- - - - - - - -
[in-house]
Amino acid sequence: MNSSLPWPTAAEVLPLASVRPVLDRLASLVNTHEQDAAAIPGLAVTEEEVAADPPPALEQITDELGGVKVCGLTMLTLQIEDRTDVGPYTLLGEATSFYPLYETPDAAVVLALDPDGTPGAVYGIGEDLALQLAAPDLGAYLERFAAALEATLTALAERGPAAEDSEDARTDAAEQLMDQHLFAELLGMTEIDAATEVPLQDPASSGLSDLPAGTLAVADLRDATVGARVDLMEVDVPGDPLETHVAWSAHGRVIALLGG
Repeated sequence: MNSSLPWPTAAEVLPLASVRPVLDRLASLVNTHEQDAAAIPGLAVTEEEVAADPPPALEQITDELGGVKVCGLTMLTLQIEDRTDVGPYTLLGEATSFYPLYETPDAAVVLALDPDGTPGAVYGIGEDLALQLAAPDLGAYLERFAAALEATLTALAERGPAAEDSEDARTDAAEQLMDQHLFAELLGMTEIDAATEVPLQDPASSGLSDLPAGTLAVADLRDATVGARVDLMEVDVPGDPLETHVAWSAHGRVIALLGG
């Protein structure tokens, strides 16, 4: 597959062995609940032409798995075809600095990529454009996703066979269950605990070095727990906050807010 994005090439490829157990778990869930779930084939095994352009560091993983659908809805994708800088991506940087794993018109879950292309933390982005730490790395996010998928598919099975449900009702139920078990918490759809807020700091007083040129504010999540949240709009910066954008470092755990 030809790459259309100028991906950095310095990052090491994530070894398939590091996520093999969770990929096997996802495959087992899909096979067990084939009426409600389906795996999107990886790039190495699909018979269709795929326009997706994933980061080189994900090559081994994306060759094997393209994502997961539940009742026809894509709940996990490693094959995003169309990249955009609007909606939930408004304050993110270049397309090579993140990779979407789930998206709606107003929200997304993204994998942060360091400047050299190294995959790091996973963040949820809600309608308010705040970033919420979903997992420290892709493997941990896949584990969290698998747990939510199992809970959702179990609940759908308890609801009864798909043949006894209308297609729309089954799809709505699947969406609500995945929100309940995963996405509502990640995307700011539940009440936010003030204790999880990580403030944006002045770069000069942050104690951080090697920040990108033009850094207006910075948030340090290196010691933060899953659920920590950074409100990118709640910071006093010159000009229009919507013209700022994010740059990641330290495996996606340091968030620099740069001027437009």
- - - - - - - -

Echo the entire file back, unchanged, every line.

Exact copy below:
[in-house]
Amino acid sequence: MNSSLPWPTAAEVLPLASVRPVLDRLASLVNTHEQDAAAIPGLAVTEEEVAADPPPALEQITDELGGVKVCGLTMLTLQIEDRTDVGPYTLLGEATSFYPLYETPDAAVVLALDPDGTPGAVYGIGEDLALQLAAPDLGAYLERFAAALEATLTALAERGPAAEDSEDARTDAAEQLMDQHLFAELLGMTEIDAATEVPLQDPASSGLSDLPAGTLAVADLRDATVGARVDLMEVDVPGDPLETHVAWSAHGRVIALLGG
Repeated sequence: MNSSLPWPTAAEVLPLASVRPVLDRLASLVNTHEQDAAAIPGLAVTEEEVAADPPPALEQITDELGGVKVCGLTMLTLQIEDRTDVGPYTLLGEATSFYPLYETPDAAVVLALDPDGTPGAVYGIGEDLALQLAAPDLGAYLERFAAALEATLTALAERGPAAEDSEDARTDAAEQLMDQHLFAELLGMTEIDAATEVPLQDPASSGLSDLPAGTLAVADLRDATVGARVDLMEVDVPGDPLETHVAWSAHGRVIALLGG
């Protein structure tokens, strides 16, 4: 597959062995609940032409798995075809600095990529454009996703066979269950605990070095727990906050807010 994005090439490829157990778990869930779930084939095994352009560091993983659908809805994708800088991506940087794993018109879950292309933390982005730490790395996010998928598919099975449900009702139920078990918490759809807020700091007083040129504010999540949240709009910066954008470092755990 030809790459259309100028991906950095310095990052090491994530070894398939590091996520093999969770990929096997996802495959087992899909096979067990084939009426409600389906795996999107990886790039190495699909018979269709795929326009997706994933980061080189994900090559081994994306060759094997393209994502997961539940009742026809894509709940996990490693094959995003169309990249955009609007909606939930408004304050993110270049397309090579993140990779979407789930998206709606107003929200997304993204994998942060360091400047050299190294995959790091996973963040949820809600309608308010705040970033919420979903997992420290892709493997941990896949584990969290698998747990939510199992809970959702179990609940759908308890609801009864798909043949006894209308297609729309089954799809709505699947969406609500995945929100309940995963996405509502990640995307700011539940009440936010003030204790999880990580403030944006002045770069000069942050104690951080090697920040990108033009850094207006910075948030340090290196010691933060899953659920920590950074409100990118709640910071006093010159000009229009919507013209700022994010740059990641330290495996996606340091968030620099740069001027437009």